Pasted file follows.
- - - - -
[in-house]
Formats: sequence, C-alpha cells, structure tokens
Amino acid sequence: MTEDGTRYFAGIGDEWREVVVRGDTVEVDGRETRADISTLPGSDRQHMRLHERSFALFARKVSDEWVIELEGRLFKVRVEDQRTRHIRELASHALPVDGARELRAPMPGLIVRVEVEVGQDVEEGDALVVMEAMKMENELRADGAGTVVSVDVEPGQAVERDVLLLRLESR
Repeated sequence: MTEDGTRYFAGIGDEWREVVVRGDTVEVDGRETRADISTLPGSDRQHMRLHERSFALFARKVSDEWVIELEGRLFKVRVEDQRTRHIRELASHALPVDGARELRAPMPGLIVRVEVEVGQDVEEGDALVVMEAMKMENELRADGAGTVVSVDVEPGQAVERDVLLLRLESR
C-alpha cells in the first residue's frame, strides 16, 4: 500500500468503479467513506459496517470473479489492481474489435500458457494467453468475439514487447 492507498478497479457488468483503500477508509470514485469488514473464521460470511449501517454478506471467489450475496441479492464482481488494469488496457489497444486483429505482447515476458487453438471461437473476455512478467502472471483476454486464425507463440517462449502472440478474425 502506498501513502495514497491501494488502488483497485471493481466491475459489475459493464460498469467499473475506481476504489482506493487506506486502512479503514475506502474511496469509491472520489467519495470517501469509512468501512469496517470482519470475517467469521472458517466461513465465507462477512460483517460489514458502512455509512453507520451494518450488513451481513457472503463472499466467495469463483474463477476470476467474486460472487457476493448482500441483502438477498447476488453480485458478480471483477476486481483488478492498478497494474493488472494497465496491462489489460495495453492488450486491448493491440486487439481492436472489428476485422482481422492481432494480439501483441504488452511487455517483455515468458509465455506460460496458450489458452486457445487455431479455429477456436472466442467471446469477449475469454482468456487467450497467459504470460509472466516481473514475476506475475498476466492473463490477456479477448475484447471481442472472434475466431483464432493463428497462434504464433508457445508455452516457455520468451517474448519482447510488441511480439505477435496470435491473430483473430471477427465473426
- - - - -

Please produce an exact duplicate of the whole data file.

[in-house]
Formats: sequence, C-alpha cells, structure tokens
Amino acid sequence: MTEDGTRYFAGIGDEWREVVVRGDTVEVDGRETRADISTLPGSDRQHMRLHERSFALFARKVSDEWVIELEGRLFKVRVEDQRTRHIRELASHALPVDGARELRAPMPGLIVRVEVEVGQDVEEGDALVVMEAMKMENELRADGAGTVVSVDVEPGQAVERDVLLLRLESR
Repeated sequence: MTEDGTRYFAGIGDEWREVVVRGDTVEVDGRETRADISTLPGSDRQHMRLHERSFALFARKVSDEWVIELEGRLFKVRVEDQRTRHIRELASHALPVDGARELRAPMPGLIVRVEVEVGQDVEEGDALVVMEAMKMENELRADGAGTVVSVDVEPGQAVERDVLLLRLESR
C-alpha cells in the first residue's frame, strides 16, 4: 500500500468503479467513506459496517470473479489492481474489435500458457494467453468475439514487447 492507498478497479457488468483503500477508509470514485469488514473464521460470511449501517454478506471467489450475496441479492464482481488494469488496457489497444486483429505482447515476458487453438471461437473476455512478467502472471483476454486464425507463440517462449502472440478474425 502506498501513502495514497491501494488502488483497485471493481466491475459489475459493464460498469467499473475506481476504489482506493487506506486502512479503514475506502474511496469509491472520489467519495470517501469509512468501512469496517470482519470475517467469521472458517466461513465465507462477512460483517460489514458502512455509512453507520451494518450488513451481513457472503463472499466467495469463483474463477476470476467474486460472487457476493448482500441483502438477498447476488453480485458478480471483477476486481483488478492498478497494474493488472494497465496491462489489460495495453492488450486491448493491440486487439481492436472489428476485422482481422492481432494480439501483441504488452511487455517483455515468458509465455506460460496458450489458452486457445487455431479455429477456436472466442467471446469477449475469454482468456487467450497467459504470460509472466516481473514475476506475475498476466492473463490477456479477448475484447471481442472472434475466431483464432493463428497462434504464433508457445508455452516457455520468451517474448519482447510488441511480439505477435496470435491473430483473430471477427465473426